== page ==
Bush urges lawmakers to be patient on Iraq war

U.S. troop increase isn't working, Democrats say

July 11, 2007|By Paul West and David Wood | Paul West and David Wood,Sun reporters

WASHINGTON -- With support for his Iraq policy eroding on multiple fronts, President Bush dug in his heels yesterday and urged Congress to give his troop increase more time to work. He said force levels in Iraq would be decided by military commanders, not Washington politicians.

Democrats were dismissive, calling Bush's comments a delaying tactic. The Senate's top Democrat, Harry Reid of Nevada, said the troop escalation has been under way for six months and "is not working."

The war of words came as a new national poll showed opposition to the U.S. presence in Iraq at an all-time high. A growing number of Republican officials have begun moving away from Bush over the war, and the Senate is again debating measures designed to force a drawdown of U.S. troops.

Bush, at a campaign-style stop in Ohio, said the escalation had "just started," since the last of 22,500 reinforcements he announced Jan. 10 arrived only weeks ago. He said Congress should give the commander in Iraq, Gen. David Petraeus, "a chance to fully implement his operations" and wait for his progress report in September.

The new troops "just showed up and they're now beginning operations in full, and in Washington you got people saying stop," said Bush, whose remarks about the war drew silence from an otherwise enthusiastic Cleveland audience.

Bolstering his plea for more time was a Gallup/USA Today poll released yesterday that indicated that most Americans want Congress to wait until September to develop a new Iraq policy. However, the poll found that respondents, by a margin of 71 percent to 26 percent, favor a pullout of nearly all U.S. troops by April.

Even some Republicans said Bush's plan in Iraq has run out of time. Several who broke with the president recently over the "surge" strategy said in television interviews yesterday that he should change course immediately.

"There's no reason to wait," said Sen. Pete V. Domenici. The New Mexico Republican, who spoke with Bush this week, said he was "trying to tell him that he must change his ways because there is nothing positive happening." Iraq's military is not "living up to their commitments, which means we're doing all the lifting, all the work."

In advance of an interim White House report on Iraq, to be released this week, Bush acknowledged that "the Iraqis have got to do more work." The report by Petraeus and U.S. Ambassador Ryan C. Crocker is expected to conclude that Iraq's government has failed to meet any of the benchmarks for progress that Bush demanded in January.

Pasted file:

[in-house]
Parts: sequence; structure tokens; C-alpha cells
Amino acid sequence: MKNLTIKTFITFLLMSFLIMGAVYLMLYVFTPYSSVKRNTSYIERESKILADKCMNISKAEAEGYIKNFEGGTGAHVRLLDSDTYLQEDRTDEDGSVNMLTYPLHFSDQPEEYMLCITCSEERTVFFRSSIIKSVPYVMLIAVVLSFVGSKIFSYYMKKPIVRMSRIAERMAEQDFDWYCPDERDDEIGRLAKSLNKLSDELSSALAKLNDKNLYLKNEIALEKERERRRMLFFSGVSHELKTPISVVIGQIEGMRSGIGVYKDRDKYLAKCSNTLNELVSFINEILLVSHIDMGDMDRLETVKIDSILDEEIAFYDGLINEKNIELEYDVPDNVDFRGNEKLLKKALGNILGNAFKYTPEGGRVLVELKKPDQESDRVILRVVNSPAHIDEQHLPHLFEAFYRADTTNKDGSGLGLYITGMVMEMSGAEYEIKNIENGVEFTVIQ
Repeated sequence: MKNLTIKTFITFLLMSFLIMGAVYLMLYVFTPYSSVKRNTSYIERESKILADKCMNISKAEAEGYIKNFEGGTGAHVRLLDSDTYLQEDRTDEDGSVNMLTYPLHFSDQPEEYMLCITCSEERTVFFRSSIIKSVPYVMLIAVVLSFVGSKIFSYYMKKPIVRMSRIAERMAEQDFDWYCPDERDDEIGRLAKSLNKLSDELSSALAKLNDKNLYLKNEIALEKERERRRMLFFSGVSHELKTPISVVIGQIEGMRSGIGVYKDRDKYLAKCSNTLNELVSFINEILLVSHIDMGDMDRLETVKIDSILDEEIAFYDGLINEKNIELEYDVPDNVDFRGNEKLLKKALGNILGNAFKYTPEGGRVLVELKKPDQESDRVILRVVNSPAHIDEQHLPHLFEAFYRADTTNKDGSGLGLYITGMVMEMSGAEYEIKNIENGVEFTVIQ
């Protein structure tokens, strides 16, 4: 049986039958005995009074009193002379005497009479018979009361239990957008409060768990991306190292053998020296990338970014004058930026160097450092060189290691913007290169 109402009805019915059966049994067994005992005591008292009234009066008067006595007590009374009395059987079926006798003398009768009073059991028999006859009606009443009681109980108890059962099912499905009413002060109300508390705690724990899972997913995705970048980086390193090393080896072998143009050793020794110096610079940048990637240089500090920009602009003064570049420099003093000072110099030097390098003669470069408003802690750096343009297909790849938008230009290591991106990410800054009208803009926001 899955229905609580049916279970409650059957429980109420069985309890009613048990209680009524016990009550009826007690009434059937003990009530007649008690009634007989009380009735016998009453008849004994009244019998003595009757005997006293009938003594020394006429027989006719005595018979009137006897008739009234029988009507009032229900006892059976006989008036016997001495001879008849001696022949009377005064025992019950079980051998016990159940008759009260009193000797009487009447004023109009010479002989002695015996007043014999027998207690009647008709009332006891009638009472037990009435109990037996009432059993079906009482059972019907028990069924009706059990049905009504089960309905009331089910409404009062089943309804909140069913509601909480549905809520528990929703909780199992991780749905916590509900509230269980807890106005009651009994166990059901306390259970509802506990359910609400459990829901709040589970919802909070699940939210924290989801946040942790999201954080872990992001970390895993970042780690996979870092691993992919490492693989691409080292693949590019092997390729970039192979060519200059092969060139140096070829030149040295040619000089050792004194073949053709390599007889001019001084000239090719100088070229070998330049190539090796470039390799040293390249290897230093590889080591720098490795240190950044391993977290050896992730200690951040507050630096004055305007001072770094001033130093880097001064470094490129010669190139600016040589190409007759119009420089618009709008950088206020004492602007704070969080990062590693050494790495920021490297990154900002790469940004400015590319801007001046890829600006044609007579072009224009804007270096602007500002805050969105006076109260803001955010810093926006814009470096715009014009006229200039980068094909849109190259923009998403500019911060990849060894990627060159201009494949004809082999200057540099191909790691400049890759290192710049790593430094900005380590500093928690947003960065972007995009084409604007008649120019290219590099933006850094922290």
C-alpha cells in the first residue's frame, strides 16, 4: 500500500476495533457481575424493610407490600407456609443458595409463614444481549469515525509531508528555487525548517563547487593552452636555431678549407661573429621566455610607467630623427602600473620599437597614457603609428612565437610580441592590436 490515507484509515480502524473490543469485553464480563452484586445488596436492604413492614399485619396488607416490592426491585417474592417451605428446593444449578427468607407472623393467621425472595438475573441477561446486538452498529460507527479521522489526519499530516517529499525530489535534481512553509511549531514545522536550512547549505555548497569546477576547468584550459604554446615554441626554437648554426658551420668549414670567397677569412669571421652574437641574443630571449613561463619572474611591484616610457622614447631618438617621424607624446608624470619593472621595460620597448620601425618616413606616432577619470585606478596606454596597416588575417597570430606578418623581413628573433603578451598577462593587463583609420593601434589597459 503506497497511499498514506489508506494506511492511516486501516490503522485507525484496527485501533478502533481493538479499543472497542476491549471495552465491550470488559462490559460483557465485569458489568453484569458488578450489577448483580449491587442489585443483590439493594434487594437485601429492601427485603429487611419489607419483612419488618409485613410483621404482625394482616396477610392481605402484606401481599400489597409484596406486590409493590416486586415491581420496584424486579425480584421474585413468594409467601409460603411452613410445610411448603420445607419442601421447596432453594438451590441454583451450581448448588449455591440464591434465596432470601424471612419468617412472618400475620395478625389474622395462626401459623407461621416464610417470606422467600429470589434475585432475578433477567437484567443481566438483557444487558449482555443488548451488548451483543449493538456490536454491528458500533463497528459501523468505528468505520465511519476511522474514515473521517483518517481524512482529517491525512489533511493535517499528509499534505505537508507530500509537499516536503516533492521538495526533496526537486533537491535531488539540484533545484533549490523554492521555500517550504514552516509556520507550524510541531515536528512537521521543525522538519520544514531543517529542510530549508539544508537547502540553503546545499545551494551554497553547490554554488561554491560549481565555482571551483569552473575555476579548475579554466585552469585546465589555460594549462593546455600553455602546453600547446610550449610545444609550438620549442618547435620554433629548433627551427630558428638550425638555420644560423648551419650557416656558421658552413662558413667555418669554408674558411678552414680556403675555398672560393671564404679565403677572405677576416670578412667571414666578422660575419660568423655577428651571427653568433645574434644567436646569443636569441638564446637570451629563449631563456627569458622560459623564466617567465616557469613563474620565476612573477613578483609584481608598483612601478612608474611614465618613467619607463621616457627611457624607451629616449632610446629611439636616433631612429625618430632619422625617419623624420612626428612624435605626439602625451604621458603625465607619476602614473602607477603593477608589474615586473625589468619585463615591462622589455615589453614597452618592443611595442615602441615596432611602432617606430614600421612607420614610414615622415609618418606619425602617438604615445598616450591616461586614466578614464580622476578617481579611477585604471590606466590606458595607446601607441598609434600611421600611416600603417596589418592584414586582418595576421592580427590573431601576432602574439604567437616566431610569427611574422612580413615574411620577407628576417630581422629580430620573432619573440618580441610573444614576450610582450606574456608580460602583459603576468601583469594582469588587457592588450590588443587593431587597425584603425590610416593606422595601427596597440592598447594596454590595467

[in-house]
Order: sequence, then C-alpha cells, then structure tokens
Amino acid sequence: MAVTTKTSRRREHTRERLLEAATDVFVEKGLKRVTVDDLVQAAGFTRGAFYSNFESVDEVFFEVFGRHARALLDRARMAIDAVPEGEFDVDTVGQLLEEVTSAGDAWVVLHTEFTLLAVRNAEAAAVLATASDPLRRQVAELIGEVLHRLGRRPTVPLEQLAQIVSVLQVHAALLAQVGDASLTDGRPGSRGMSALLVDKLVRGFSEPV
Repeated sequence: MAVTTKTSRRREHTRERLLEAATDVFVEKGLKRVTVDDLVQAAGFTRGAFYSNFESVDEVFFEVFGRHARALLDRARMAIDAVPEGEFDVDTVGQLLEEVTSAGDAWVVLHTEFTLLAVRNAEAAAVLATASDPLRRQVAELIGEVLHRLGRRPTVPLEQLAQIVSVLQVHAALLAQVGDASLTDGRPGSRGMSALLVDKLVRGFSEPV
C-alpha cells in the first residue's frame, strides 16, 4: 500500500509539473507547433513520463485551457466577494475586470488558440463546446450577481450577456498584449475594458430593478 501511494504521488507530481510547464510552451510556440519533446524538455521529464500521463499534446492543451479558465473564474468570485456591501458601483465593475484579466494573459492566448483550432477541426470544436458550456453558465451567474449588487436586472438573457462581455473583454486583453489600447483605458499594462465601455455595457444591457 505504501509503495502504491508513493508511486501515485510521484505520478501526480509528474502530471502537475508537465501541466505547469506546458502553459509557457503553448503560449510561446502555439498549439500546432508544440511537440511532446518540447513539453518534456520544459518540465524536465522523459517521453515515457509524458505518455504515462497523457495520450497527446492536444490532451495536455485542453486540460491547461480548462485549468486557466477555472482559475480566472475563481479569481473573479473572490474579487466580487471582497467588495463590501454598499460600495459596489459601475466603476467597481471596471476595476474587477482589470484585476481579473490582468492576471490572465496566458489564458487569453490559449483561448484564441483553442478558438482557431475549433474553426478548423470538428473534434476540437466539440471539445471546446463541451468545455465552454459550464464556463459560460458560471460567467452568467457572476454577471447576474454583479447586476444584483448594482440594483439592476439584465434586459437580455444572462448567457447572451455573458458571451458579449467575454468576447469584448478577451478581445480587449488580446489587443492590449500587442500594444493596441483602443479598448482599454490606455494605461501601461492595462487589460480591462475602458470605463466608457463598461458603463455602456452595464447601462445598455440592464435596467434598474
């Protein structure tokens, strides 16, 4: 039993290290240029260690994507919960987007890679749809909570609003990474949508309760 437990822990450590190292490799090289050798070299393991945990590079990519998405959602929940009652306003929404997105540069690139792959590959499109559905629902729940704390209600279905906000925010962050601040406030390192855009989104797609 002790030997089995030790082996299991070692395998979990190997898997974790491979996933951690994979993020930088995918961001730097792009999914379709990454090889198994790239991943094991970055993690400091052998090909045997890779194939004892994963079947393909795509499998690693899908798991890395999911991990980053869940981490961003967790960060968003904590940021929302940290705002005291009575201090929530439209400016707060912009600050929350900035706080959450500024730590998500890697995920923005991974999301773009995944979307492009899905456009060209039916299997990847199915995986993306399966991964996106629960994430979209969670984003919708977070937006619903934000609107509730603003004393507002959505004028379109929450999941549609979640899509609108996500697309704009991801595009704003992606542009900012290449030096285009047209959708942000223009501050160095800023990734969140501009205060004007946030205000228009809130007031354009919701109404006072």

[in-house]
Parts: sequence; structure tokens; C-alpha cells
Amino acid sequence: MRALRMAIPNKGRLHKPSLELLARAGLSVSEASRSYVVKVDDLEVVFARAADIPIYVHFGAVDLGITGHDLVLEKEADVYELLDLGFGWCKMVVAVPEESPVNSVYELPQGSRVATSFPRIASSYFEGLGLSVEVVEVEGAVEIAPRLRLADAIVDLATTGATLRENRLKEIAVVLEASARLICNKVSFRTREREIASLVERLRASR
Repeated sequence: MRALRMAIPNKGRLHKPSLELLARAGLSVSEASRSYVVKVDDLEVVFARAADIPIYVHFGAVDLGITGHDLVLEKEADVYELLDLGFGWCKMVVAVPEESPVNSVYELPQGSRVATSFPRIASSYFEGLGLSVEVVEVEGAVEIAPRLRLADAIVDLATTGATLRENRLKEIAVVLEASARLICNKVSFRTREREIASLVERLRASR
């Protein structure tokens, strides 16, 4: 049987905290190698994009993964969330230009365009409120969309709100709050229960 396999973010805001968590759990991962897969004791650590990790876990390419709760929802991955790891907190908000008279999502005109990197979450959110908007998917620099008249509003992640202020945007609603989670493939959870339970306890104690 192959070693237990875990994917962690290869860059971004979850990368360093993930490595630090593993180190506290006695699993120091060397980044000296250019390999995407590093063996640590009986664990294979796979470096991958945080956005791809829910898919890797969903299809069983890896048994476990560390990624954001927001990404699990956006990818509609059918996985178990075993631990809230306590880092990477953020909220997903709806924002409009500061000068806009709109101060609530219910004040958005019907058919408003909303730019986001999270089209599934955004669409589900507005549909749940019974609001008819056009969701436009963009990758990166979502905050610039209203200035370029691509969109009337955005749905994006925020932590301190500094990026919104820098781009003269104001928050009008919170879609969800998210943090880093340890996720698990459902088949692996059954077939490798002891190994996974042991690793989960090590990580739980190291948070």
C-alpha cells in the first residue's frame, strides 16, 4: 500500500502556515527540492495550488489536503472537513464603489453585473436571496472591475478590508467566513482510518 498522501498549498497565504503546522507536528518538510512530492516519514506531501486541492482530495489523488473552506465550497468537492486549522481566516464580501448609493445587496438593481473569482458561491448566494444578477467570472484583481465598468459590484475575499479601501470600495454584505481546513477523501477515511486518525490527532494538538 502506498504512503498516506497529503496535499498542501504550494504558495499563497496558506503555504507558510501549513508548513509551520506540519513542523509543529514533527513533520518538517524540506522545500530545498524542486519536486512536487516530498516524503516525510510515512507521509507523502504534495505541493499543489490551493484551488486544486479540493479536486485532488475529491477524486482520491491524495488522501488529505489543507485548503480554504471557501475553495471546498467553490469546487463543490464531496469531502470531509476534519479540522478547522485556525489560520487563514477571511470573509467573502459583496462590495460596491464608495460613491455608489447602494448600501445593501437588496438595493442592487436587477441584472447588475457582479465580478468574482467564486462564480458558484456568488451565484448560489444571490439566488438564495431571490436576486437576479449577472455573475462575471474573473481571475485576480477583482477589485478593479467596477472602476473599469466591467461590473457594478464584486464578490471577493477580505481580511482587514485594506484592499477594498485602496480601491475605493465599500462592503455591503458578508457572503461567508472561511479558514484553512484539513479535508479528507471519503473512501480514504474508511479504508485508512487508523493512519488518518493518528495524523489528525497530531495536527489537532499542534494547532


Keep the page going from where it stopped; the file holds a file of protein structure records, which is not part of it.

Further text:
"The president needs a new strategy," said Sen. Lamar Alexander, a Tennessee Republican. "A strategy can't sustain itself unless it has more broad support in the country and in the Congress than his current strategy does."

Alexander is among the senators from both parties who are demanding that Bush adopt recommendations made last year by the Iraq Study Group, which urged more intensive diplomacy and a reduced U.S. combat mission.

Supporters of the administration's Iraq policy, led by Republican Sens. John McCain of Arizona and Lindsey Graham of South Carolina, echoed Bush's call for patience and warned that a "premature withdrawal" would lead to more chaos and death in the region.

McCain, whose presidential candidacy appears to be collapsing, in part because of his outspoken support for an unpopular war, said: "There is progress being made, [but] we're a long way from succeeding." He predicted that the report in September would be "mixed. Some success and some frustrations."

Graham, just back from a trip to Iraq with McCain, described the Baghdad government as dysfunctional, adding: "I am in many ways more depressed than I've ever been about political reconciliation in the short term."

But Graham said alternatives being pushed by Democrats and some Republicans in Congress, which call for a diminished U.S. combat role, amount to little more than a return to the Bush administration's old, failed strategy of basing American troops away from populated areas, which would allow al-Qaida to "emerge anew in Iraq."

In Ohio, Bush spoke in broad terms about a new strategy, saying he'd be "glad to discuss different options," based on what military commanders tell him. The White House and the Congress "can work together on a way forward" after Petraeus reports in September, he said.

The president warned of the threat posed by al-Qaida in Iraq, describing it repeatedly as part of the organization behind the Sept. 11 attacks, a linkage that anti-terrorism experts say is inaccurate and misleading.

"I believe we can be in a different position in a while, and that would be to have enough troops there to guard the territorial integrity of that country, enough troops there to make sure that al-Qaida doesn't gain safe haven from which to be able to launch further attacks against the United States," Bush said.

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